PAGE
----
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Leading Article: The food ministry still serves the wrong people

At last the Government has got round to announcing a full-dress inquiry into the sequence of events and decisions surrounding the discovery of BSE and its consequences for humans - though, for an administration full of the delights of Bill Gates, to be heard blaming a computer breakdown for the embarrassing delay in getting Jack Cunningham to the despatch box was ... well, off message has become the favoured phrase.

Still, much better late than never. Any detailed narrative of the inner workings of the state is welcome, especially where the public's health and safety are concerned. The Scott Report on the sale of arms to Iraq, dense, multi-volumed beast that it was, will stand the test of the years and remain an absorbing and informative account of how Whitehall really works. The BSE report should be delivered more quickly and should be shorter - but must be just as rigorous.

If there has been a breakdown in mutual understanding between the us, the governed, and them, the government, one way out is better public education in the by-ways of power. That might lead us to conclude that, most of the time, and allowing for human frailty, the system works. This ought to be a result of a freedom of information Bill - establishing that we have a governing system in which deficits and mistakes can be rectified. Only a fool would suggest that governing a pluralistic, diverse society is easy. To govern is to place competing interests in controversial order. But the public has to be convinced time and again that the processes by which decisions are taken are fair, ordered and reliable. This is what the BSE inquiry must discover.

Its ultimate value will not however be some sort of bureaucratic or scientific equivalent of "who lost China?". Labour ministers will, no doubt, be keen to have guilty Conservatives named, if they can find some. The public, too, is still owed a blow-by-blow account of who knew what when, and whether decisions were unjustifiably delayed. But what this inquiry surely ought to do, above all, is hammer a final nail into the coffin of that special organ of government dedicated to a privileged interest group, the farmers and food processors. If the Ministry of Agriculture, Fisheries and Food survives this exercise, it will have been in vain.

No one is asking for some tight fit between the way government is structured and the world as it is. But there is something remarkable and dismaying about how the present structure of ministries would be readily identifiable to a Rip Van Attlee, waking after 50 years to survey the cabinet ranks. The Department of Health is, still, a department for doctors in which public health and preventive medicine remain also-rans. The state's twin arms for taking money from people and paying money to people are still miles apart. And then there is Maff, still going strong, despite the liberalisation of trade which means, or ought to mean that British consumers have the run of the world for their food; despite the continuing shrinkage of primary production as a proportion of national product; and despite the rise of environmental consciousness and public concern at the industrialisation of agriculture. To say that we have to have Maff because of the Common Agricultural Policy is to put the cart before the horse. The CAP is both a sign of the European Union's weakness (the Eurosceptics have never understood that point) and a barrier to the EU's development.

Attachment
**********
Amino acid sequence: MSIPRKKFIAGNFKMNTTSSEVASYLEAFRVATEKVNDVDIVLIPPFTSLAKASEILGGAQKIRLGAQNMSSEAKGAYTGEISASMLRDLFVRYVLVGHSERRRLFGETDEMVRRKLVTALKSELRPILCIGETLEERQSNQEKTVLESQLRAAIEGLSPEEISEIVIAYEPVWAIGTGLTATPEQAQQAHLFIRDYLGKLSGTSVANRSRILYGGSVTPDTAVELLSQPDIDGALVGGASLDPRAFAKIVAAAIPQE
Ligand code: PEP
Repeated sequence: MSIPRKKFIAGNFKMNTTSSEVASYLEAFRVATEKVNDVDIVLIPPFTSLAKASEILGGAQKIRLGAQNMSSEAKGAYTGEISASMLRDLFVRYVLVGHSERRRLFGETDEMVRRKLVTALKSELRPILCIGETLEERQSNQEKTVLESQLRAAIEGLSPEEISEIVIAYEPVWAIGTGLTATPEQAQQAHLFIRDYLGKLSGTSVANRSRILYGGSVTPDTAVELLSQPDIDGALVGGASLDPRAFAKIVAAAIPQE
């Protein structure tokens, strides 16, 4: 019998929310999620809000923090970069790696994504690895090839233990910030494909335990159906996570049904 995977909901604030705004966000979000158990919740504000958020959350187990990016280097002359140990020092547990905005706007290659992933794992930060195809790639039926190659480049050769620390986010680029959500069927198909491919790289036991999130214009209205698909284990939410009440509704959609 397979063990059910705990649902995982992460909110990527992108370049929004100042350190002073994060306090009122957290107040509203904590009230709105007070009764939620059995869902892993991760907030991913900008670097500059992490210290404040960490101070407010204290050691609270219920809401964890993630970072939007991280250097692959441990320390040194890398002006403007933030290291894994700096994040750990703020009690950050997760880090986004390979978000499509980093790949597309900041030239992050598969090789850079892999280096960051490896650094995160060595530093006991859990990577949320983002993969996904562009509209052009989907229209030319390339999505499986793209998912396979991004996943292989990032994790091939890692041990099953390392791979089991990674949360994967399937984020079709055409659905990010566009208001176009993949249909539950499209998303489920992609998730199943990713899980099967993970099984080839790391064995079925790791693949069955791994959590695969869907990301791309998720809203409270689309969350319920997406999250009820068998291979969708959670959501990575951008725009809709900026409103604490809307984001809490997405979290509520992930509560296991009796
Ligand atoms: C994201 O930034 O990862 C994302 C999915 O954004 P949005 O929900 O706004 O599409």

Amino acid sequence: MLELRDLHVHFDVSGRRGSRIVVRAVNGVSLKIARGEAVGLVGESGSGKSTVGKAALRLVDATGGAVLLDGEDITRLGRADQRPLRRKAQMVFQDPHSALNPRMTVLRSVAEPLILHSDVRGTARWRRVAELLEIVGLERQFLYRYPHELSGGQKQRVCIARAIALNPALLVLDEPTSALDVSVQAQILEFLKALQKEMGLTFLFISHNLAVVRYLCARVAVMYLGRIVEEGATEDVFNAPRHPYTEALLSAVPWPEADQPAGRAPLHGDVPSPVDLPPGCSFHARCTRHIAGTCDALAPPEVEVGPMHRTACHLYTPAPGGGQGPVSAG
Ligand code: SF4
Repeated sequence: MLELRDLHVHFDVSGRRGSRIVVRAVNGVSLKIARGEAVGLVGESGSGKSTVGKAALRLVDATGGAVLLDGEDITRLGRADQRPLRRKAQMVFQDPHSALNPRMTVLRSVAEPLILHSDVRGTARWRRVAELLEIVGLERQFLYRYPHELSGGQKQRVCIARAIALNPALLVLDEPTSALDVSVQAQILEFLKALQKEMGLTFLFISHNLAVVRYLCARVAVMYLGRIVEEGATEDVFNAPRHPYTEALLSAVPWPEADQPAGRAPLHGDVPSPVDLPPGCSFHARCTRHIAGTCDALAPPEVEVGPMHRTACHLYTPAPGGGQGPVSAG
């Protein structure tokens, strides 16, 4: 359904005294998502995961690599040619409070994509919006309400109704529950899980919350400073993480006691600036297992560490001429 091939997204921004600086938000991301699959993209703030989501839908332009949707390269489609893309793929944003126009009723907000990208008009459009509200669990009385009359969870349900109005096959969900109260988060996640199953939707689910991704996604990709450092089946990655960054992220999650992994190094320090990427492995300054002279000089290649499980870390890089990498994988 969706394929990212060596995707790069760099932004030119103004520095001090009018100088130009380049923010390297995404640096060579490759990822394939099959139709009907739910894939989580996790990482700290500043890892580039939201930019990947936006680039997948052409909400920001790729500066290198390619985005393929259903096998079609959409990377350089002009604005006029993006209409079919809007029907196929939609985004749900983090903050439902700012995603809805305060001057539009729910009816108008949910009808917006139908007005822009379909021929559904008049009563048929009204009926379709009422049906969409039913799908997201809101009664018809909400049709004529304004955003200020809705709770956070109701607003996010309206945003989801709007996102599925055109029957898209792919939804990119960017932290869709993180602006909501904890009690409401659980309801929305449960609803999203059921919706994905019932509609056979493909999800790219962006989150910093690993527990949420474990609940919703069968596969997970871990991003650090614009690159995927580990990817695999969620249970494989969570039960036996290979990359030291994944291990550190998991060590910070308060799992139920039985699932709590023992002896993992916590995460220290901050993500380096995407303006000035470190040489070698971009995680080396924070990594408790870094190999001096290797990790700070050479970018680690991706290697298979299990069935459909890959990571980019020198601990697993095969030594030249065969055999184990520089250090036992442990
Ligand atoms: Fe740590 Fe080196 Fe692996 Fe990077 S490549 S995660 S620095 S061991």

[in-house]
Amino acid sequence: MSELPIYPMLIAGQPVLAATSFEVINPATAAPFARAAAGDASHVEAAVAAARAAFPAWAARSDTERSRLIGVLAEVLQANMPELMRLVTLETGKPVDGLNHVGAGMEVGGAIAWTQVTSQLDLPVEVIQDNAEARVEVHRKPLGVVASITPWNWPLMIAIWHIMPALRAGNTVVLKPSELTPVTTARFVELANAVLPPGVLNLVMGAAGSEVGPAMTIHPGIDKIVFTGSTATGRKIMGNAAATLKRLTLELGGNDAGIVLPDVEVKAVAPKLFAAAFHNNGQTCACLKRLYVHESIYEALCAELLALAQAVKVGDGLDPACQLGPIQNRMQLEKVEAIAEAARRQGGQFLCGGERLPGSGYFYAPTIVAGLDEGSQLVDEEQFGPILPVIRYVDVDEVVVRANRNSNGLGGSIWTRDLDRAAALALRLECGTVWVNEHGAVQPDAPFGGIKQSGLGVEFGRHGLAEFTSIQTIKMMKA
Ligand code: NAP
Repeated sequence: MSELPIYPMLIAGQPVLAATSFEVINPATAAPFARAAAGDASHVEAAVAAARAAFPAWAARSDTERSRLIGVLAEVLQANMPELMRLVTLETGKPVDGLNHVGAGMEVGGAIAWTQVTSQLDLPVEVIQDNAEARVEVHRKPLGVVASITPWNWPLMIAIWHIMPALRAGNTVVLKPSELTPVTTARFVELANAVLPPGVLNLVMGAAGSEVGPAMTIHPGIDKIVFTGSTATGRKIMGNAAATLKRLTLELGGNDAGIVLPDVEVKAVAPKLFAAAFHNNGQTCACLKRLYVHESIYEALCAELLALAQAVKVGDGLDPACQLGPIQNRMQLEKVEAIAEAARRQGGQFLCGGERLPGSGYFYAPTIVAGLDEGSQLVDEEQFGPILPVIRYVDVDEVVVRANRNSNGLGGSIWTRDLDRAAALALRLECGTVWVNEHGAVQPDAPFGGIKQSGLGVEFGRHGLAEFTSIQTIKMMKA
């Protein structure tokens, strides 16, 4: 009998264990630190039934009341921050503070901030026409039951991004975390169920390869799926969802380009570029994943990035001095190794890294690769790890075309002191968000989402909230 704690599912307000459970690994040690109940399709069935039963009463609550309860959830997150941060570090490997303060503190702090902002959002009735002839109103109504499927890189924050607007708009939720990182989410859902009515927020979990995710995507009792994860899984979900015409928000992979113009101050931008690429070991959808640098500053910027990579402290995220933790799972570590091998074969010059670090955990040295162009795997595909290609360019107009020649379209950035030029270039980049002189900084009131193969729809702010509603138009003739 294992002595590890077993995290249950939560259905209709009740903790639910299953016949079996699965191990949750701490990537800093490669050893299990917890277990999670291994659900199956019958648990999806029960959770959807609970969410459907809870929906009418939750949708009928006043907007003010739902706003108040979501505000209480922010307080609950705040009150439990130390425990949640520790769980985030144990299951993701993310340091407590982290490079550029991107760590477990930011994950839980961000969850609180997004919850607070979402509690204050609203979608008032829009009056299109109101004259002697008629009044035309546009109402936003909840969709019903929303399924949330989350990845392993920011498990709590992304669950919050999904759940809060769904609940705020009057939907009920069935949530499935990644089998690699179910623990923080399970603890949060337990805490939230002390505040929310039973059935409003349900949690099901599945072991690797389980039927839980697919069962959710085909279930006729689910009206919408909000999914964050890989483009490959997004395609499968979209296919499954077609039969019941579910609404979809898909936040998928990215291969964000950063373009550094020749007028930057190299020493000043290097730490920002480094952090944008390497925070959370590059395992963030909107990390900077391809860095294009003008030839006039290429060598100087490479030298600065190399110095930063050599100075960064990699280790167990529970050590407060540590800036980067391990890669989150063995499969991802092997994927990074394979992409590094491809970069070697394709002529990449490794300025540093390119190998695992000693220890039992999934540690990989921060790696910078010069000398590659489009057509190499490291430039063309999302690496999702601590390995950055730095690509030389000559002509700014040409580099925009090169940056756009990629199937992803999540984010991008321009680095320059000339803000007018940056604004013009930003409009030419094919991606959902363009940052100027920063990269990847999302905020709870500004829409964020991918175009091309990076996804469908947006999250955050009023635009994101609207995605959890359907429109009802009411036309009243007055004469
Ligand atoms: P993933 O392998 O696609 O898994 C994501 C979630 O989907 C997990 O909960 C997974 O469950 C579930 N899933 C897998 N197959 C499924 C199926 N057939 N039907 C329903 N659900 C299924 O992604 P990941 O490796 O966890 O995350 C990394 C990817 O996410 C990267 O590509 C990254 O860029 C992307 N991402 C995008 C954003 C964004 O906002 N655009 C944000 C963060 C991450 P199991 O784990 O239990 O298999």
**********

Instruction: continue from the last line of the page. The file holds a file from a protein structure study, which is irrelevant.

Labour promises an independent Food Safety Agency but seems to think the public would accept its location under Jack Cunningham and Maff. It won't. The BSE inquiry will, we suspect, kill for ever the idea that Maff and its ministers are a food ministry rather than a producers' support system. And it would be a nonsense to separate food safety from the promotion of public health. We already know that however eminent the experts and however disinterested (for example on the Food Safety Advisory Committee) their reports, they are discoloured by being made to Maff officials and ministers. It is not that departments are entirely hidebound, or that the people running them are bad, rather that certain attitudes get built into the piping, and the public suffers.

There are other, better ways of dividing the administrative cake. A Ministry for the Countryside might, for example, be seen to respond to public alarm at urbanisation and concern for the conservation of plants, fauna and landscape. Of course such a ministry would be at loggerheads with the advocates of new roads, with developers. But far better to have that inevitable conflict fought cleanly between departments rather than, as now, within a single, monolithic Department for the Environment, Transport and the Regions. If, as Mr Blair keeps saying, he is not frightened of tough decisions, he should not hesitate to carve up the turf now commanded by his deputy. Apart from anything else, it would do Labour's image a power of good to be seen to care for the countryside - something not to be confused with the views of landowners or of opponents of fox-hunting. Or even of Welsh farmers.